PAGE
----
Sunday, July 23, 2006

Sharing History

Last week my husband's grandmother visited us. She's always had a wonderful memory and is always good for a story. Driving in the car one afternoon, she told Amanda about how her grandparents were from Mississippi and decided to go to California in the late 1800's--in a covered wagon! She said that her grandmother told her about all the wild animals they saw on the way. They didn't like it in California. Everything was too expensive. (Well, some things haven't changed). She said that on the way back they took a boat--around South America--and it took about six months. Her grandmother shared those stories, not knowing how much things would have changed by the time her granddaughter became a grandmother.

Most families and friends have stories that they tell and retell. Our family histories begin to take on a type of folk lore: The time that mom left someone behind after stopping for gas, the really bad meal that a teenager experimenting in the kitchen created, the camping trip where it rained for five days straight. Old friends can't resist recalling the time that the men on the church softball team fought with the umpire, or the pranks that were committed within the halls of the college residence hall, or the year that they let their kids get burned bright red on the first day of a week long beach trip.

This weekend we were blessed to be able to get away for a kid-free weekend with some friends. We enjoyed sharing meals, quiet moments on the porch reading and chatting, some game playing, and a standing Spades challenge. We learned more about each other's family histories (and folk lore), some funny stories and some sad memories. But most importantly, we began to collect the stories that we can share with our children and with each other: watching and listening to the loons, swimming in the lake in the rain, warming by the fire in July, canoeing, cooking and eating together, winning and losing games, and being comfortable enough to do absolutely nothing.

I love sharing history--both the history that I am living now, and the perspectives that those who have lived much longer than I have can bring to life for me. If they don't share, or I don't listen, it fades away. I want to be able to claim the good times and the bad, to learn from them, and most importantly remember how wonderful life really is.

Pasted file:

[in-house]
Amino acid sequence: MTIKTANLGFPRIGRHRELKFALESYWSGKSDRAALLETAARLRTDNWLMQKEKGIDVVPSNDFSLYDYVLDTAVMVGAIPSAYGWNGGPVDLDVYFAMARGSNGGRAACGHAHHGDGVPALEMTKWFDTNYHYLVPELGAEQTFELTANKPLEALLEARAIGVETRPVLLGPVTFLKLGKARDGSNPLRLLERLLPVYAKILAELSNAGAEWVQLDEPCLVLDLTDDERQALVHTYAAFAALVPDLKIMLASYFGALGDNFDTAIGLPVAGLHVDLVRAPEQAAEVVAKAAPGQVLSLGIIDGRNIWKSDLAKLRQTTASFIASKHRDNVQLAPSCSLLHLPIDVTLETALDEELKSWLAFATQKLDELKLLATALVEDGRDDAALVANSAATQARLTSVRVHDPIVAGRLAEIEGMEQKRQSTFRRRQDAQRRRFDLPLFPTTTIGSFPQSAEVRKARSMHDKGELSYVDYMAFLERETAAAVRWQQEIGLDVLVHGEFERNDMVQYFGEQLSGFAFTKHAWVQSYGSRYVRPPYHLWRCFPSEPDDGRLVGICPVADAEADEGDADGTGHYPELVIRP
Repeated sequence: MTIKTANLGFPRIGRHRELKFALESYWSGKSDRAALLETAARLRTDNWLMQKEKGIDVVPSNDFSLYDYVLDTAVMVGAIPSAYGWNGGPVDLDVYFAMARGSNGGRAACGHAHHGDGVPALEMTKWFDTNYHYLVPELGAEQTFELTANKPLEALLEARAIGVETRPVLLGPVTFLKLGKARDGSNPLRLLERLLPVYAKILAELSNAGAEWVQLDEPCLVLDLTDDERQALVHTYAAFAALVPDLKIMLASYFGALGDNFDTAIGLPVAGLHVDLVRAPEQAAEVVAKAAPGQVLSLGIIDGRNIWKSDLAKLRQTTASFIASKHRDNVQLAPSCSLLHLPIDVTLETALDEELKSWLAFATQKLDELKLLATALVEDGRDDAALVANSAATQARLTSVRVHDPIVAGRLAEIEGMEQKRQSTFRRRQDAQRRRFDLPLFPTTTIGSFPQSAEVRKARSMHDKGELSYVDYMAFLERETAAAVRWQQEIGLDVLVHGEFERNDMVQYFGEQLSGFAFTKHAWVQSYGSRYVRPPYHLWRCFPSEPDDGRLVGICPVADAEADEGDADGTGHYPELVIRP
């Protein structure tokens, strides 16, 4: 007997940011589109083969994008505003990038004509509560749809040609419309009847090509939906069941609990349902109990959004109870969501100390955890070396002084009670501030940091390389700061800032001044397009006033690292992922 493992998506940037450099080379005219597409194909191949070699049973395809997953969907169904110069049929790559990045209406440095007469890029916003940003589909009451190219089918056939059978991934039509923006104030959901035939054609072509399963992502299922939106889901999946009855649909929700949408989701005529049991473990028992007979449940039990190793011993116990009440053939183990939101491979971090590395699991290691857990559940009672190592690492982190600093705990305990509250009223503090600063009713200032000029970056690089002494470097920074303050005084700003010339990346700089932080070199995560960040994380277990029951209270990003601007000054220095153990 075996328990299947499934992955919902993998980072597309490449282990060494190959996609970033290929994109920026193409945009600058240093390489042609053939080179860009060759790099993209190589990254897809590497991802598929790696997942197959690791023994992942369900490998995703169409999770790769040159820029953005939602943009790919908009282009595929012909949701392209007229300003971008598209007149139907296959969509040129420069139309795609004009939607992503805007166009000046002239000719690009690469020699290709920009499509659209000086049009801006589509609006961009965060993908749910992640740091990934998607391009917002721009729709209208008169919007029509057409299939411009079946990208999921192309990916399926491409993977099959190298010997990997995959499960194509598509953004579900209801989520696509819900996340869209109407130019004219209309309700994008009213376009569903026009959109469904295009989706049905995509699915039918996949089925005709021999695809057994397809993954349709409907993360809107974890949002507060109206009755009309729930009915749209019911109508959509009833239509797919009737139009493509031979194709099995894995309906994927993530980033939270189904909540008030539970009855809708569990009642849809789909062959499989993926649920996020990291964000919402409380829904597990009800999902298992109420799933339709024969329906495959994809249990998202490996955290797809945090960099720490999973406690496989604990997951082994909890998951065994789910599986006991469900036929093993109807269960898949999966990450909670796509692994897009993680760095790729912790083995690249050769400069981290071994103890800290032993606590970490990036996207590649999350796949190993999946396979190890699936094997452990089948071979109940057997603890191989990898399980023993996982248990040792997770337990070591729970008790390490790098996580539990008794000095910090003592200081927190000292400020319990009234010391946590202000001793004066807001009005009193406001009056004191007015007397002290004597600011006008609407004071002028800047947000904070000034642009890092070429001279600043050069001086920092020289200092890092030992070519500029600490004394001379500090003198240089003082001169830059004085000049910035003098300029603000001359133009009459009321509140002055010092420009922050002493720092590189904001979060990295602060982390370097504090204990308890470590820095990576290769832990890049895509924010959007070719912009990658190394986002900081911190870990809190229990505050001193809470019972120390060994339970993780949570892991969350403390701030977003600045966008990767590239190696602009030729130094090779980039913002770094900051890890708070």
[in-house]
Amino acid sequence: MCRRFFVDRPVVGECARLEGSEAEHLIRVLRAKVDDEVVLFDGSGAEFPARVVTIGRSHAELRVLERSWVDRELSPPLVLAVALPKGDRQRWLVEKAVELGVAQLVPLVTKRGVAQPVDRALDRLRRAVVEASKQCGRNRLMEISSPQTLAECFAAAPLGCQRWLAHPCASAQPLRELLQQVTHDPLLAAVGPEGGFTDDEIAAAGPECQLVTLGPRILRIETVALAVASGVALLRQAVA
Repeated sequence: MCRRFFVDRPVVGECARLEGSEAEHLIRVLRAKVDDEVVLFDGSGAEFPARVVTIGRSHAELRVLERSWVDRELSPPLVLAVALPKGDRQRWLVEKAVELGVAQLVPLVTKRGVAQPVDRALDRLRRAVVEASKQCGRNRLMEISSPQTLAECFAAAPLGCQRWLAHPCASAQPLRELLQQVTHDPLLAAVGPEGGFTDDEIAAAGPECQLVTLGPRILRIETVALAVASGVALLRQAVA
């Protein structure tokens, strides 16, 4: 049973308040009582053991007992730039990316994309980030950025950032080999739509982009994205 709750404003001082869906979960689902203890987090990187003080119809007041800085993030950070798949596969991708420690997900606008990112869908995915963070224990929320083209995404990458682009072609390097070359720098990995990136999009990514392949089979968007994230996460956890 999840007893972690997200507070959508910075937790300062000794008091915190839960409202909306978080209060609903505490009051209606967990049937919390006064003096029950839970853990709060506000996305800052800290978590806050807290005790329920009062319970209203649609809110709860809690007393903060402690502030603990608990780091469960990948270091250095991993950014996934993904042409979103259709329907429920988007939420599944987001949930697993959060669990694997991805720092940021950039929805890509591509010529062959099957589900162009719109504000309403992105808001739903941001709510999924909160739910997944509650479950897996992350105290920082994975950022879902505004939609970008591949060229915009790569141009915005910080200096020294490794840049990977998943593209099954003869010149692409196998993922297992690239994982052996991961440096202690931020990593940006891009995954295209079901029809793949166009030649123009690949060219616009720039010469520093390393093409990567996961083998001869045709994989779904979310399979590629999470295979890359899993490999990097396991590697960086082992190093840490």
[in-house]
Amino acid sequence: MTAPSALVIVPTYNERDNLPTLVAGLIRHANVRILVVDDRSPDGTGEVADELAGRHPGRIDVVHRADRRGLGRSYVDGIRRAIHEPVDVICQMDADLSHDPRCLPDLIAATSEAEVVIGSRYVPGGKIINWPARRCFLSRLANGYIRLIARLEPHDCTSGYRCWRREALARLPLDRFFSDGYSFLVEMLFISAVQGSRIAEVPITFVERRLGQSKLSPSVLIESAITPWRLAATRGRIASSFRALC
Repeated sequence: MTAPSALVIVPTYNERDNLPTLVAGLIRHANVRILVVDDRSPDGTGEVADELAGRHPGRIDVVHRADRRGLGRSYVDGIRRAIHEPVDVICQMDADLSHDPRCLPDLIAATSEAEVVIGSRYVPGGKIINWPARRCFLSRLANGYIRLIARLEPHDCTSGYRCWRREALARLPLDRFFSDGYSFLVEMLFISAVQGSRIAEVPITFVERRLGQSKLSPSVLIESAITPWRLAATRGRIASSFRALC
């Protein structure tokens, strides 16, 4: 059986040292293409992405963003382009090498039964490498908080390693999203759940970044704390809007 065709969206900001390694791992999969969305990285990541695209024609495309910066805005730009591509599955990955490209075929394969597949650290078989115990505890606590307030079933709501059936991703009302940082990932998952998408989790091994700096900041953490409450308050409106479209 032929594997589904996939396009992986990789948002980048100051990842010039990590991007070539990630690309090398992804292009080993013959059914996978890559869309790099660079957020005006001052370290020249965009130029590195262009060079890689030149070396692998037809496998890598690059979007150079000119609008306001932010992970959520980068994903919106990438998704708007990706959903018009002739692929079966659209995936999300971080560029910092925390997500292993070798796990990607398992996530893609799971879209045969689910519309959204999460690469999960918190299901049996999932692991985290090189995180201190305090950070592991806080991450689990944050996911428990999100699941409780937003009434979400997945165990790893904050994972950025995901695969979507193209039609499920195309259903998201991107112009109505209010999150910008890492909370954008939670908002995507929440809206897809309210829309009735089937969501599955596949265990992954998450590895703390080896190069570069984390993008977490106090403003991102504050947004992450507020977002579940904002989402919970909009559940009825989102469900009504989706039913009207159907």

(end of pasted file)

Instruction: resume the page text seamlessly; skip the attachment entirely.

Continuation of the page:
Dianne said...

Sounds like a great weekend. I wish I'd have taken more time to record the events my Gram shared with me while she was alive. That's amazing about your grandmother's grandmother! How neat for Amanda to to get to spend time with her.

Katrina said...

Camden is always asking about what life was like when I was little, and loves hearing stories about his grandparents and their lives, as well. And you're right - it's important to capture the memories we're making now, to pass on to future generations!

Tammy said...

I love this post! I love it because I am always captivated by history, especailly when it concerns my own grandparents and ancestors. I have just started tracing our ancestors a bit, and it's facinating. I could listen for hours, even as a child, to stories my grandmother would tell. Even my own parents's stories were great because life changed so much in the decades between their generation and mine, since they had me a little later in life.

And your famil folklore comment reminded me of my husband's family...his siblings love to tell those kinds of stories over and over...including one where a brother left a sister at the reststop by accident.

OK...this is inspiring me for a future post of my own! :)


Jeannine said...

I love history and especially family history too. My grandparents told lots of stories too and I tell them to my children.